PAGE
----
I’ve used more than a fair share of Android apps for keeping tabs of tasks. With a life that grows busier by the day, that particular app becomes more and more important. However, the problem with many of these apps is they offer too much in the way of bells and whistles to be truly useful, especially when all I need is to be able to check off a list. Even Google Keep, which I depend upon daily, becomes a bit too cumbersome for a simple task list. To use Keep, you have to open the app, locate your task list, and then hope it has properly synced with your account (on more than one occasion this has burned me).
So when Google finally released the Google Tasks app, I released a sigh of relief. Surely the developers understood what was missing from the Android/Google ecosystem–a simple app that would do one thing and do it right. When I finally installed Google Tasks, my hopes were most certainly not dashed. Google Tasks is a straightforward app that lets you do one thing: keep lists of tasks.
Now, before you groan saying “Any app can keep a bulleted list,” I will stop you and say that Tasks does have a couple of really cool tricks up its sleeve. This is Google, after all, so integrating into your Google account is key.
Let’s install Google Tasks and check out how it works.
Installing Google Tasks is just as easy as is installing any app on Android. Do the following:
- Open up the Google Play Store on your Android device.
- Search for Google Tasks.
- Locate and tap the entry by Google, LLC.
- Tap Install.
- Allow the installation to complete.
That’s all there is to installing Google Tasks. You should now see an icon for the app on your home screen or in your App Drawer. You won’t have to sign in, as it will automatically be associated with the Google account being used on your Android device.
Are you ready for this? Google Tasks is incredibly simple. From the main window (Figure A), you tap the Add a new task button and type a task.
New tasks will appear in a single bulleted list (Figure B).
As you complete a task, tap its associated circle to close it. All closed tasks will appear in the Completed list. If you tap a task (not the radio button) you can gain access to a window that allows you to add details, a date, and subtasks (Figure C).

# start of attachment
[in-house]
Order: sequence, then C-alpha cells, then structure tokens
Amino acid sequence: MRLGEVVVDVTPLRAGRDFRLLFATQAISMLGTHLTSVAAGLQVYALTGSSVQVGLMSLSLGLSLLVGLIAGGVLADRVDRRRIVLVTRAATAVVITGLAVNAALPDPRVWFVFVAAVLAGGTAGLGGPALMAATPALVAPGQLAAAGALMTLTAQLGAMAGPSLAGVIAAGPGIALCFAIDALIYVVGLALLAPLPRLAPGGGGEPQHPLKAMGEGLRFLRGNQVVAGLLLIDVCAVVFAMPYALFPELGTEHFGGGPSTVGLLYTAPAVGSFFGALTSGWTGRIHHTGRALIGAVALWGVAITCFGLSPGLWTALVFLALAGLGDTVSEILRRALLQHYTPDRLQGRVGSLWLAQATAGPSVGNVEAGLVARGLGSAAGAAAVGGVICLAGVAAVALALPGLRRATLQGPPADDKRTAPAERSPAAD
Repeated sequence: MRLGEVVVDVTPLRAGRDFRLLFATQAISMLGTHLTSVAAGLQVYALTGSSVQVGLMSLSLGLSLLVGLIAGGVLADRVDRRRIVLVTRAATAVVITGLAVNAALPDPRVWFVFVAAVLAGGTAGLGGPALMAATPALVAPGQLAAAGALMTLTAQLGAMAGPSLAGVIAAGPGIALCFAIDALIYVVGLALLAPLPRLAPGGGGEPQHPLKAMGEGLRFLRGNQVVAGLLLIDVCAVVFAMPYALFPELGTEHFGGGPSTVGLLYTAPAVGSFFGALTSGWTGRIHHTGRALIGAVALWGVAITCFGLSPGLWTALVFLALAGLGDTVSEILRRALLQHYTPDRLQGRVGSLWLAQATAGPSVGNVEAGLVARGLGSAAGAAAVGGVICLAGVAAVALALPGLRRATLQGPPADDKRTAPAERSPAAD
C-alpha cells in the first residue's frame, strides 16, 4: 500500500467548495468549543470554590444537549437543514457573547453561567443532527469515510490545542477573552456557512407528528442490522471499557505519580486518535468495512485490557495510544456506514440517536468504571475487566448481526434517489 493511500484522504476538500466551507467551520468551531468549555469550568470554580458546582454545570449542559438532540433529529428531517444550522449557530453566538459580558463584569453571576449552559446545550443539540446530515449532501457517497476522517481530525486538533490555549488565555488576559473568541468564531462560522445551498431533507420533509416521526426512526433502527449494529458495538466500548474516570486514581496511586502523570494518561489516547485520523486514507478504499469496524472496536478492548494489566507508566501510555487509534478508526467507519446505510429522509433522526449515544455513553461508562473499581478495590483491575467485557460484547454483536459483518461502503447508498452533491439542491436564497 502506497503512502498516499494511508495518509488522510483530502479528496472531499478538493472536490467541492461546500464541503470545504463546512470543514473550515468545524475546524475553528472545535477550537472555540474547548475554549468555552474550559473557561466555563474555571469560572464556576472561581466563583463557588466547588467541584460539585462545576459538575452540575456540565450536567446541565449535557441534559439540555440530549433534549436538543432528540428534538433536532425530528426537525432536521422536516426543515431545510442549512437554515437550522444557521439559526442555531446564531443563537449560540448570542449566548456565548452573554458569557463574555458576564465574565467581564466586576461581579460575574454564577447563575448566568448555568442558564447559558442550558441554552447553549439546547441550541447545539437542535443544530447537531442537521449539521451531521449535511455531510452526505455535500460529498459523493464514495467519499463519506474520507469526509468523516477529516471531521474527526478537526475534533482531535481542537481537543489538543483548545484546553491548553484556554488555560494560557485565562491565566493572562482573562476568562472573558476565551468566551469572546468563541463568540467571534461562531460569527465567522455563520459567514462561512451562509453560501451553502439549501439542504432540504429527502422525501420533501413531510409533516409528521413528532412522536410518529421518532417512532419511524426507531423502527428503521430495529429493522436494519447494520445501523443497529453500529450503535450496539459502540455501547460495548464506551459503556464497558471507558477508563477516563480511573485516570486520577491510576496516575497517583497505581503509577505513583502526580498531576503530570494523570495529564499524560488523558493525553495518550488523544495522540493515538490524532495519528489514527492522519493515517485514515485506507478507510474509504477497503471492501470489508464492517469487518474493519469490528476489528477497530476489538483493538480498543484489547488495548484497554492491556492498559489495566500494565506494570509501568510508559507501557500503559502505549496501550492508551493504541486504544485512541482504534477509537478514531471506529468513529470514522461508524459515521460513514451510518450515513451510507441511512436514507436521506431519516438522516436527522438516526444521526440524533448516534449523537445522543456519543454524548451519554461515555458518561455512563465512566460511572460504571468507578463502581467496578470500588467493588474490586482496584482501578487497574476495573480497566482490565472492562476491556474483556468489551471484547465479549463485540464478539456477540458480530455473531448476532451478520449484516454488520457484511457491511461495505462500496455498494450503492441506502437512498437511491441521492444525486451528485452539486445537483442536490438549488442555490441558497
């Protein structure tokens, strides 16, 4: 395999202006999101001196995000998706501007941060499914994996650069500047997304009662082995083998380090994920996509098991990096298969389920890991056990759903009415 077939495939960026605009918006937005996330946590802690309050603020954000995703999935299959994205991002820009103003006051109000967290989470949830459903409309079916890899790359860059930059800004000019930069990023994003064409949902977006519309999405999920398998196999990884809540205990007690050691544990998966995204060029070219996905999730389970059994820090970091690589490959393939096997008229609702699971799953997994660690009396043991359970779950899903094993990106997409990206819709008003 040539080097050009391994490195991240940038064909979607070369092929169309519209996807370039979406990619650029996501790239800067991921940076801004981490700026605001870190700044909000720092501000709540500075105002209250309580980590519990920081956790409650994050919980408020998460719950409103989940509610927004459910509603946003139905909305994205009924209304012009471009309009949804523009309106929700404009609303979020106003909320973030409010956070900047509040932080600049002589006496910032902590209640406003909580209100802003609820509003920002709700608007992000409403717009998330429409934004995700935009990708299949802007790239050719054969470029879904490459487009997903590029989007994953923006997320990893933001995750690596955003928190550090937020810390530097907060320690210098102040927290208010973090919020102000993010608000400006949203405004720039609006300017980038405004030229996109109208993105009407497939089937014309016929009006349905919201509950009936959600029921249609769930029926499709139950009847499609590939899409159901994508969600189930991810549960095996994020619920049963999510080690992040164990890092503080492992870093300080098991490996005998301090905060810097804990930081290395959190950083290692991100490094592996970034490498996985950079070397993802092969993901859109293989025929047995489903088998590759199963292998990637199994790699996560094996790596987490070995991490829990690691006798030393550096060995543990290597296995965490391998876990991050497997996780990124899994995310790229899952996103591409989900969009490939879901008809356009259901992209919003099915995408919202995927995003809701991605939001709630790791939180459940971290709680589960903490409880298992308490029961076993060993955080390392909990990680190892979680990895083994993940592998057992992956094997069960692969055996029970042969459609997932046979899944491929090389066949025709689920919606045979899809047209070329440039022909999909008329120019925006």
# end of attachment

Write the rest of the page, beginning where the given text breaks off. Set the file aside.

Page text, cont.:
You didn’t think Google would relegate you to a single list of tasks, did you? If you tap the menu button (three horizontal lines) in the bottom left corner, you can create a new list and select from any other lists you’ve created (Figure D). This way you can keep lists for clients, jobs, shopping, home, school, etc.
Once you’ve created a list, you can then add tasks to the list in the same way you did the main My Tasks list.
Emails to tasks
This is another one of those tricks Google Tasks has up its sleeve. If you go to the desktop version of the new Gmail (new being crucial here), you’ll notice Tasks in the right sidebar. If you click to open tasks, it’ll appear in that sidebar. Now you can drag an email into that Tasks area to create a task in a list (Figure E). Those new tasks will automatically sync with your mobile device.
There is one caveat to adding emails as tasks. If you click the task’s email link in the desktop app, it will automatically open the email in Gmail. If you tap that same link in the mobile app, it will give you an error that there is no installed app to handle the job. That’s a shame, as the Gmail app is installed on the device, so it should be able to automatically handle that task. Hopefully, this is something Google will fix in the near future.
Simplicity over overkill
What draws me to Google Tasks is its simplicity. The app offers just the right amount of features as to not distract from its one job: to keep you on task with your tasks. Google Tasks has mastered the art of simplicity and avoided the dreaded overkill that causes many similar apps to become too cumbersome to use during a busy, on-the-go day. Give this app a try; I feel confident it will quickly become your go-to task tool.
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